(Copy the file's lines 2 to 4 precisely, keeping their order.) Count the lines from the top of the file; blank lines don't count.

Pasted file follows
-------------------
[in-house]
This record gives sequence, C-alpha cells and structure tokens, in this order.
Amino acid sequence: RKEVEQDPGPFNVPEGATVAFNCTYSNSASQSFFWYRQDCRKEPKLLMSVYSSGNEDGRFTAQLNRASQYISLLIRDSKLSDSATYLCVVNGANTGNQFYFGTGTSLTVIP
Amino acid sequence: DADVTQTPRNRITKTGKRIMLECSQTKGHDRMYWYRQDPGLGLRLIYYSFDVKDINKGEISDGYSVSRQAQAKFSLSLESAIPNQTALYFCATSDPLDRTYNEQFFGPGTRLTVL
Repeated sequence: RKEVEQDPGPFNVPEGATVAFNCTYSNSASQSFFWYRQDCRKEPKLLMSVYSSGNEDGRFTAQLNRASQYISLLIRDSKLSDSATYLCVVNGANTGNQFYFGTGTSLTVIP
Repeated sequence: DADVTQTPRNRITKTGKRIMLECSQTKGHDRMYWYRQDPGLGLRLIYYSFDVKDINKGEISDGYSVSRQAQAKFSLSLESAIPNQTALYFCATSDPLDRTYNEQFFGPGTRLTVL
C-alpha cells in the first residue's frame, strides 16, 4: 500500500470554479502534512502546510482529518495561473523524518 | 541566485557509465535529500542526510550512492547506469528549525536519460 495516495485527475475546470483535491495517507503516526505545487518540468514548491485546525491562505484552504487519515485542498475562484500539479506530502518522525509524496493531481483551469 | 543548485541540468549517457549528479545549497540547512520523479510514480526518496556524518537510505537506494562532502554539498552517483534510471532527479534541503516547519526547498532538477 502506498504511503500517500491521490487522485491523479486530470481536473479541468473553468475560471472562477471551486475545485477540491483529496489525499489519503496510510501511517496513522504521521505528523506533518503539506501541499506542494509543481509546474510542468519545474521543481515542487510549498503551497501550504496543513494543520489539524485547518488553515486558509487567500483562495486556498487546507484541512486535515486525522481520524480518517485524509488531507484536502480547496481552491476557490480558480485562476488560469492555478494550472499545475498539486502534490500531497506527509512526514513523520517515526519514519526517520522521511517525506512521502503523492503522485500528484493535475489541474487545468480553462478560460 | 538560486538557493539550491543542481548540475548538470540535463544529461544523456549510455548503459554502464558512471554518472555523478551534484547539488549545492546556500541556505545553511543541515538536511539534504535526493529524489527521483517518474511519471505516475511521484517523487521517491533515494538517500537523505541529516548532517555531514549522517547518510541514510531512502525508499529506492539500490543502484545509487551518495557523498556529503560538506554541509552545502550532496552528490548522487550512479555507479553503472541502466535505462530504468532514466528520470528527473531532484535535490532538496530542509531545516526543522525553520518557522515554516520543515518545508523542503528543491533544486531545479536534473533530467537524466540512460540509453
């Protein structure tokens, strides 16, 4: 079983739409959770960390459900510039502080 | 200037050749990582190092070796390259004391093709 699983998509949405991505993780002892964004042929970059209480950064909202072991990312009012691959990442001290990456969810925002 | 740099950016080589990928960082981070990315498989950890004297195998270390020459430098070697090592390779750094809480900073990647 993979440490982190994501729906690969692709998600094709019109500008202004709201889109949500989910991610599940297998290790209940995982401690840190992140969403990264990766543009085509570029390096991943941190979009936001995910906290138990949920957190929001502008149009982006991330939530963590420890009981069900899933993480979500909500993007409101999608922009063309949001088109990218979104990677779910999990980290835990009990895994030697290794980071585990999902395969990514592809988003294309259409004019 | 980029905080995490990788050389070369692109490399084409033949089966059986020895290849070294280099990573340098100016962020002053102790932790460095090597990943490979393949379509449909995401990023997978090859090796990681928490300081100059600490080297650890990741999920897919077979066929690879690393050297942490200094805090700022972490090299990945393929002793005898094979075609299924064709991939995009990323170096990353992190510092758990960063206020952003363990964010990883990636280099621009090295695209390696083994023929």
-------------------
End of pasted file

This record gives sequence, C-alpha cells and structure tokens, in this order.
Amino acid sequence: RKEVEQDPGPFNVPEGATVAFNCTYSNSASQSFFWYRQDCRKEPKLLMSVYSSGNEDGRFTAQLNRASQYISLLIRDSKLSDSATYLCVVNGANTGNQFYFGTGTSLTVIP
Amino acid sequence: DADVTQTPRNRITKTGKRIMLECSQTKGHDRMYWYRQDPGLGLRLIYYSFDVKDINKGEISDGYSVSRQAQAKFSLSLESAIPNQTALYFCATSDPLDRTYNEQFFGPGTRLTVL